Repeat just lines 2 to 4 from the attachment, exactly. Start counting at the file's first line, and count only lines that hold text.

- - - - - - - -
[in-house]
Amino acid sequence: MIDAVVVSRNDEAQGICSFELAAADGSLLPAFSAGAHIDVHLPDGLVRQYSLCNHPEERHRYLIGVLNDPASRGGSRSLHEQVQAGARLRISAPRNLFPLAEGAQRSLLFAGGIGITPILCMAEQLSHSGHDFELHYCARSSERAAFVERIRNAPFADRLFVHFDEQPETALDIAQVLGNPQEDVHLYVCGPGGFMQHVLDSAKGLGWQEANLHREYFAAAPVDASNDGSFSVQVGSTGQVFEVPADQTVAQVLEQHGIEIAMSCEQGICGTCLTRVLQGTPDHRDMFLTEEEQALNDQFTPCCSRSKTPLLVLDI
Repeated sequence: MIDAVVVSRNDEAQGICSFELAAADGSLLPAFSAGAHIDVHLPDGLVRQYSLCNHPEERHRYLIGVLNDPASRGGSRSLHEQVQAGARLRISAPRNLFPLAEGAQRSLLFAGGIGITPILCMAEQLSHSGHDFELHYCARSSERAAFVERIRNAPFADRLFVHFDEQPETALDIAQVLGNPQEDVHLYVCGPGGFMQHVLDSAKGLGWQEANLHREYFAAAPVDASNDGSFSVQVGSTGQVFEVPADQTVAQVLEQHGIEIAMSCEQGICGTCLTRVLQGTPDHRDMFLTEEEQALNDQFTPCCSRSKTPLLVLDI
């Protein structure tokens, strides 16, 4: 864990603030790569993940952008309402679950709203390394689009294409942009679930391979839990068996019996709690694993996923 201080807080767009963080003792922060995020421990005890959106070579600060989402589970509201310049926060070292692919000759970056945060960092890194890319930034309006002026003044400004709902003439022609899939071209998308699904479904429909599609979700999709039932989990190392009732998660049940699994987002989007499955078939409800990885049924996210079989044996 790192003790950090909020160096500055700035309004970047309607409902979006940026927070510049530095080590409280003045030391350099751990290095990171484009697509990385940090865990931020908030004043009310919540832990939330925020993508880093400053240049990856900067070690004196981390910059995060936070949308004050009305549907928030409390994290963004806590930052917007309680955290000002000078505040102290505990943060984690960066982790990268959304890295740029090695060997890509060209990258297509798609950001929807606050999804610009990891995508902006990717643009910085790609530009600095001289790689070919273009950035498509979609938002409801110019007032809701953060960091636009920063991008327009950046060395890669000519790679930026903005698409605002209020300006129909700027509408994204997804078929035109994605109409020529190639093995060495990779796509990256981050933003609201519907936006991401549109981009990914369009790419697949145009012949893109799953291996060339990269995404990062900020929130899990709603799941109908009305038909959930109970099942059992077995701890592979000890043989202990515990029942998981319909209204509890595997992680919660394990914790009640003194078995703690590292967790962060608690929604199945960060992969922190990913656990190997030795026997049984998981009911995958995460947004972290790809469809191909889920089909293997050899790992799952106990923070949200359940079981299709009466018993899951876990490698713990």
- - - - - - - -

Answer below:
Amino acid sequence: MIDAVVVSRNDEAQGICSFELAAADGSLLPAFSAGAHIDVHLPDGLVRQYSLCNHPEERHRYLIGVLNDPASRGGSRSLHEQVQAGARLRISAPRNLFPLAEGAQRSLLFAGGIGITPILCMAEQLSHSGHDFELHYCARSSERAAFVERIRNAPFADRLFVHFDEQPETALDIAQVLGNPQEDVHLYVCGPGGFMQHVLDSAKGLGWQEANLHREYFAAAPVDASNDGSFSVQVGSTGQVFEVPADQTVAQVLEQHGIEIAMSCEQGICGTCLTRVLQGTPDHRDMFLTEEEQALNDQFTPCCSRSKTPLLVLDI
Repeated sequence: MIDAVVVSRNDEAQGICSFELAAADGSLLPAFSAGAHIDVHLPDGLVRQYSLCNHPEERHRYLIGVLNDPASRGGSRSLHEQVQAGARLRISAPRNLFPLAEGAQRSLLFAGGIGITPILCMAEQLSHSGHDFELHYCARSSERAAFVERIRNAPFADRLFVHFDEQPETALDIAQVLGNPQEDVHLYVCGPGGFMQHVLDSAKGLGWQEANLHREYFAAAPVDASNDGSFSVQVGSTGQVFEVPADQTVAQVLEQHGIEIAMSCEQGICGTCLTRVLQGTPDHRDMFLTEEEQALNDQFTPCCSRSKTPLLVLDI
């Protein structure tokens, strides 16, 4: 864990603030790569993940952008309402679950709203390394689009294409942009679930391979839990068996019996709690694993996923 201080807080767009963080003792922060995020421990005890959106070579600060989402589970509201310049926060070292692919000759970056945060960092890194890319930034309006002026003044400004709902003439022609899939071209998308699904479904429909599609979700999709039932989990190392009732998660049940699994987002989007499955078939409800990885049924996210079989044996 790192003790950090909020160096500055700035309004970047309607409902979006940026927070510049530095080590409280003045030391350099751990290095990171484009697509990385940090865990931020908030004043009310919540832990939330925020993508880093400053240049990856900067070690004196981390910059995060936070949308004050009305549907928030409390994290963004806590930052917007309680955290000002000078505040102290505990943060984690960066982790990268959304890295740029090695060997890509060209990258297509798609950001929807606050999804610009990891995508902006990717643009910085790609530009600095001289790689070919273009950035498509979609938002409801110019007032809701953060960091636009920063991008327009950046060395890669000519790679930026903005698409605002209020300006129909700027509408994204997804078929035109994605109409020529190639093995060495990779796509990256981050933003609201519907936006991401549109981009990914369009790419697949145009012949893109799953291996060339990269995404990062900020929130899990709603799941109908009305038909959930109970099942059992077995701890592979000890043989202990515990029942998981319909209204509890595997992680919660394990914790009640003194078995703690590292967790962060608690929604199945960060992969922190990913656990190997030795026997049984998981009911995958995460947004972290790809469809191909889920089909293997050899790992799952106990923070949200359940079981299709009466018993899951876990490698713990």